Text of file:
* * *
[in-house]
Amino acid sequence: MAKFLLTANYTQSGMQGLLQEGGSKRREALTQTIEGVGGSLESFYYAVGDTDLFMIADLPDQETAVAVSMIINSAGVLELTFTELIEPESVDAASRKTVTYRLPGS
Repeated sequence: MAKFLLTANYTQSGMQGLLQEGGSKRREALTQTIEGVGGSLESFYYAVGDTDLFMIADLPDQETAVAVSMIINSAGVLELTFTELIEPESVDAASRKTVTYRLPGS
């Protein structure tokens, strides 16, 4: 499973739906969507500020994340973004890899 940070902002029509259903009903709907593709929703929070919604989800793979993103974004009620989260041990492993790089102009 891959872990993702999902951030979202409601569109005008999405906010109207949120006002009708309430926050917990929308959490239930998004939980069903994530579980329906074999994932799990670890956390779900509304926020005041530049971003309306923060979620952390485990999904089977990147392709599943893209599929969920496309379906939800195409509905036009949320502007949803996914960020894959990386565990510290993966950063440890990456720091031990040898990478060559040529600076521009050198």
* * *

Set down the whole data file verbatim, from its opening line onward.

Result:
[in-house]
Amino acid sequence: MAKFLLTANYTQSGMQGLLQEGGSKRREALTQTIEGVGGSLESFYYAVGDTDLFMIADLPDQETAVAVSMIINSAGVLELTFTELIEPESVDAASRKTVTYRLPGS
Repeated sequence: MAKFLLTANYTQSGMQGLLQEGGSKRREALTQTIEGVGGSLESFYYAVGDTDLFMIADLPDQETAVAVSMIINSAGVLELTFTELIEPESVDAASRKTVTYRLPGS
């Protein structure tokens, strides 16, 4: 499973739906969507500020994340973004890899 940070902002029509259903009903709907593709929703929070919604989800793979993103974004009620989260041990492993790089102009 891959872990993702999902951030979202409601569109005008999405906010109207949120006002009708309430926050917990929308959490239930998004939980069903994530579980329906074999994932799990670890956390779900509304926020005041530049971003309306923060979620952390485990999904089977990147392709599943893209599929969920496309379906939800195409509905036009949320502007949803996914960020894959990386565990510290993966950063440890990456720091031990040898990478060559040529600076521009050198």